From my teen years onward, I have always been interested in photography. It’s much more than just “taking pictures” to record people and places for the sake of posterity. At root, it’s a way of seeing the world, of learning to appreciate form, color, perspective, and the interplay of light and shadow.
As humans, we tend to walk through the world in such a me-centered way that we hardly notice things that don’t serve our immediate interests. Photography can change that. Our interests expand. We suddenly see things that were always there but remained invisible to us; we learn to appreciate their beauty.
For me, it was a fascination with wildflowers. Hiking in the mountains with friends, it was easy to notice and marvel at the big things: towering trees, snowy peaks, vast expanses of sky.
But these were matched by the wonder of the little things: wildflowers of an amazing variety, some so small that you’d have to get on your knees to see them. Their color and symmetry spoke to me of the majesty of God’s creation as surely as did the mountains and sequoias. Many times, the other hikers had to wait for me to finish while I changed lenses and got down in the dirt to capture another photograph.
Of course, photography itself has changed. Gone are the days in which I used to lug around a case loaded with gear, including an assortment of lenses and extra film. Now, I no long use film or pay to have it processed. No more “bracketing” shots to make sure I get the right exposure. No more storing boxes and boxes of Kodachrome slides or hauling out a heavy projector to show them. Now I just whip out my iPhone, Photoshop the results, and store them on a hard drive or post them to Instagram.
And the benefit to all this isn’t just that it makes the work easier and less expensive. The upshot is that I have a decent camera with me nearly all the time — which means that part of me is constantly noticing things I would otherwise miss on my way to doing something else.
The photo above was taken a few years ago in Olympic National Park. My wife and I had just turned 60, and our daughter was set to turn 30. To celebrate, the three of us flew up to Washington state to join my son and daughter-in-law for a wonderful vacation on the Olympic peninsula. The weather was lovely, the house we rented was spacious and comfortable, and the scenery… well, the scenery was picture-perfect.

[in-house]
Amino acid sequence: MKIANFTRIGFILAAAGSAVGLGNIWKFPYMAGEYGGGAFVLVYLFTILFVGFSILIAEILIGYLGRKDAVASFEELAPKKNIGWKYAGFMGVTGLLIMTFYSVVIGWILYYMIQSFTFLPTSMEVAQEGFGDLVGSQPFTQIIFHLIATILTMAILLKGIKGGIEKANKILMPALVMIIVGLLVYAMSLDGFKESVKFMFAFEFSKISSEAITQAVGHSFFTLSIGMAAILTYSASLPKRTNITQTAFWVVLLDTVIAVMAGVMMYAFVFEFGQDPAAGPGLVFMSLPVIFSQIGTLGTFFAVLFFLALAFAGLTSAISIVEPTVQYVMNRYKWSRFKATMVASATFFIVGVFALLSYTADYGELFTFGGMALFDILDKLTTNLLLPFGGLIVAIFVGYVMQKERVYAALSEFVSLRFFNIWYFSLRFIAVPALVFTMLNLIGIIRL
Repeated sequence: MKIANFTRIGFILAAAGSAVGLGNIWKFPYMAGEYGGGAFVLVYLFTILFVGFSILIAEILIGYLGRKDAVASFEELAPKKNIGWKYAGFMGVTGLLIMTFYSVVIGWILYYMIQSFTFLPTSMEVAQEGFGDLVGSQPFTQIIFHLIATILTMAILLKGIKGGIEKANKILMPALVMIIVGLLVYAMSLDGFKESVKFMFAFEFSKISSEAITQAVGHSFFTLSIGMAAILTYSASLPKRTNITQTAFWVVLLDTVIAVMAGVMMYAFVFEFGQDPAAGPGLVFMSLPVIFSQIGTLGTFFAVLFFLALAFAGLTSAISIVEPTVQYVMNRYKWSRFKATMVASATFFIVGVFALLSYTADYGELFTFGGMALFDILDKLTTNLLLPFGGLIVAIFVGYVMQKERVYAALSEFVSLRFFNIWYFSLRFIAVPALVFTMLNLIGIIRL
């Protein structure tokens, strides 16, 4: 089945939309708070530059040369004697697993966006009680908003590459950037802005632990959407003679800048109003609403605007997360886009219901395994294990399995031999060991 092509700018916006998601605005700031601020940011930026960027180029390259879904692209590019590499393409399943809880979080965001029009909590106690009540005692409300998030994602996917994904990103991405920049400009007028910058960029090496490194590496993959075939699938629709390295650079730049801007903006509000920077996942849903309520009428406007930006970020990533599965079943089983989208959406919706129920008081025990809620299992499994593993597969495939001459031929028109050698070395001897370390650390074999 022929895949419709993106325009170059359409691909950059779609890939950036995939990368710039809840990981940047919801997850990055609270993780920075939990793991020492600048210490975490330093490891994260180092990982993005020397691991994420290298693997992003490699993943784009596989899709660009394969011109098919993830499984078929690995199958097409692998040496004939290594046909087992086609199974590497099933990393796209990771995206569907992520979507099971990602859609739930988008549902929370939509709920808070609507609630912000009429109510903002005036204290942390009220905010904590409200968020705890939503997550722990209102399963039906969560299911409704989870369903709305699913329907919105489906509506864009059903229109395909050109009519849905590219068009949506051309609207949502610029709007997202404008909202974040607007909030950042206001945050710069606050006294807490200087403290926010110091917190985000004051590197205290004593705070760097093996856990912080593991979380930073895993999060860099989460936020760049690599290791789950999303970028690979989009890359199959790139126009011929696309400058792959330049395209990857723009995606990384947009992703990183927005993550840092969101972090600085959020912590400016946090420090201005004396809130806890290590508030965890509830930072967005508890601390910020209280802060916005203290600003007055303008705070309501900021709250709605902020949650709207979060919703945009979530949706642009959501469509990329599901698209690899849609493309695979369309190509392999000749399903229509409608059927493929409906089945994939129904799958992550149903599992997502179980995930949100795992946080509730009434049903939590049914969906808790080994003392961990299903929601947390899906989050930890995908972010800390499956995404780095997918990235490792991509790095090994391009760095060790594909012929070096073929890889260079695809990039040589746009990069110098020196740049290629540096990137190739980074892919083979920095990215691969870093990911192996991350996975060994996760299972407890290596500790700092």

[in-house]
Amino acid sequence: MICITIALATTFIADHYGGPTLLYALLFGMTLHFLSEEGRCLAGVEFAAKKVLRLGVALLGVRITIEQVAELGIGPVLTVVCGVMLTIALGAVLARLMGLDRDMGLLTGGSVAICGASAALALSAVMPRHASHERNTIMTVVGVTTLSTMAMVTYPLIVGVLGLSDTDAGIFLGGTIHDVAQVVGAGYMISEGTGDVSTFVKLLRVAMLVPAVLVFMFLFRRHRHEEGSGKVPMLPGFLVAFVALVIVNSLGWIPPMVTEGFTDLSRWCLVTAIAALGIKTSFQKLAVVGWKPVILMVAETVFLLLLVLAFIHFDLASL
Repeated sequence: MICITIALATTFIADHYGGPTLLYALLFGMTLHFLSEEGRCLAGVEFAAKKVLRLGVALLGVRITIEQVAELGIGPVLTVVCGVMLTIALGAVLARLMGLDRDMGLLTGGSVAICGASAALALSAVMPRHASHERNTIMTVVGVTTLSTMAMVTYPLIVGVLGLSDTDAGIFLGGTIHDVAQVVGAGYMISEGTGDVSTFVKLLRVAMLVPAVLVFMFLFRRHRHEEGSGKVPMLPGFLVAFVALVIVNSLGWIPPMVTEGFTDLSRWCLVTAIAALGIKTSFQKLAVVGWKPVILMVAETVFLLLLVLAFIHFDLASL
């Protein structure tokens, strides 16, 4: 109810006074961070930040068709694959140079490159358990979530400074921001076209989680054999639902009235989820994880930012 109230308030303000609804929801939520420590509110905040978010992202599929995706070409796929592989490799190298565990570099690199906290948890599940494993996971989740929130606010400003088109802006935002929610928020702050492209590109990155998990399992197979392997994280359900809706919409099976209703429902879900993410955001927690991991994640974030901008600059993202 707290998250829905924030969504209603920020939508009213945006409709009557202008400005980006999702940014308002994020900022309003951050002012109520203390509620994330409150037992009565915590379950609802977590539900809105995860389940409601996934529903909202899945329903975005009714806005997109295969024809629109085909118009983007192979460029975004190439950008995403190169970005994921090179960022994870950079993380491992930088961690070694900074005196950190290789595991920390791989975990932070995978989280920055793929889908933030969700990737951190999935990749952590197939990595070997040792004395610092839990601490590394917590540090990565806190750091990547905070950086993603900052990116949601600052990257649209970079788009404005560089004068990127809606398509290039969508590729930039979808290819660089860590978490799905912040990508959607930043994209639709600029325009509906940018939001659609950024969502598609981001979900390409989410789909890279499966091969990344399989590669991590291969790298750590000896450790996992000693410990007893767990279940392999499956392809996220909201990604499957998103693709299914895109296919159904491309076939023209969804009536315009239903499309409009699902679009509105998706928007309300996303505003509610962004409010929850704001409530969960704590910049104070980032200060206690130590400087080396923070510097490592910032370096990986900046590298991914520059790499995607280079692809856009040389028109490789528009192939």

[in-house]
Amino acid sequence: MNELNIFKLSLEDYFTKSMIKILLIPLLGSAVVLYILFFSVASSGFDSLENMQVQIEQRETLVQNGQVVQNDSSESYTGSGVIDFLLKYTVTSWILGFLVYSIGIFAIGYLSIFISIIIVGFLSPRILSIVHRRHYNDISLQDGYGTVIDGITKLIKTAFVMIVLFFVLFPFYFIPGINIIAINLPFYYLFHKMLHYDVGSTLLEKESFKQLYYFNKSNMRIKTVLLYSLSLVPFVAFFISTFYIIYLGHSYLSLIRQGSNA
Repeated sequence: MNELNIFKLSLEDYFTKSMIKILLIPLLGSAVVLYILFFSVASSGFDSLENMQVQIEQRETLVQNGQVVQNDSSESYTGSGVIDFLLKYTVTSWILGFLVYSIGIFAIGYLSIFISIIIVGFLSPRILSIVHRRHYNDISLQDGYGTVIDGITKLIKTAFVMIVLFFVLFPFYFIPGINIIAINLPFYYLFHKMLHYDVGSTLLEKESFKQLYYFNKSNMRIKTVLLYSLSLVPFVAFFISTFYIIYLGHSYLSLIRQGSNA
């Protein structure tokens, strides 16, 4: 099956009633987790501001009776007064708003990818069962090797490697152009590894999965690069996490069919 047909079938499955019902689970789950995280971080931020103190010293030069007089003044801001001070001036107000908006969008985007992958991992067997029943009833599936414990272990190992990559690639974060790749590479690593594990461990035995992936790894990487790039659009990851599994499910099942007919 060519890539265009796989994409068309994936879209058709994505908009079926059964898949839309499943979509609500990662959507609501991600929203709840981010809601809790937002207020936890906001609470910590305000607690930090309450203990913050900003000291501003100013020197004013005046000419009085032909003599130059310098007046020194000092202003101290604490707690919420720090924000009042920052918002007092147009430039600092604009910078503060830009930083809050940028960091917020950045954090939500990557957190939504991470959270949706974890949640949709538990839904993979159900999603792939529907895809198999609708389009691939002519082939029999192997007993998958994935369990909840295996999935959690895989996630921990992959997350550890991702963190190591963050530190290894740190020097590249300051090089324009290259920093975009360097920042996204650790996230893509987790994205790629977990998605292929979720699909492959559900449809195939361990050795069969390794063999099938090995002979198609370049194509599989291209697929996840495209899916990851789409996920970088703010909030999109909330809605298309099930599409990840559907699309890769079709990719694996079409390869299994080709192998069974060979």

We visited the park on a day trip, enjoying the crisp alpine air and the stunning vistas of the Olympic Mountains. On the way back down, something caught my eye, and I pulled the car over into a turnout. There we had a panoramic view of Hurricane Ridge, the tops of the peaks shrouded in mist. My daughter — a photography buff like dear old Dad — and I quickly set about trying to find the right angle for the shot.
Then I saw them.
Daisies: dozens upon dozens of them, nodding their cheery heads in unison on the other side of a low rock wall. Suddenly, they became the subject, the mountains the backdrop.
And once again, I found myself on my knees.
Sometimes, that’s the best angle to see what needs to be seen.
“Wildflowers.” There’s something hopeful and grace-filled about the word itself: in the wild, there are flowers.
But you have to look for them. You have to notice.
We pray to move mountains; we lift our eyes unto the hills. This is all well and good and biblical. Still, I wonder: why don’t we pray that God would help us pick out the little, wondrous signs of grace that are already all around us? Again, it’s a way of seeing.
We’re on our knees anyway. Who knows what God might reveal to us down in the dust, if we would only notice?
3 thoughts on “Looking for wildflowers”
I was a bit younger when the photography bug bit me. When I was 10 or 11 years old, one of my Christmas presents was a camera. Being a photographer too, my dad gave me a whole bunch of pointers, off I went, taking photos of anything and everything that caught my eye. When it came time to choose a career path, I could think of nothing else I would want to do or enjoy doing more than photography, so that was my career for just over 40 years, when Parkinson’s sidelined me. However, I still enjoy “playing” with photos I take, using oPhotoshop, Illustrator, along with other photo editing software. And I don’t think I’ll ever stop! This
I hope you never do stop. So many people think that photography is just about “taking pictures,” when it’s really about seeing. Thanks for your comment!
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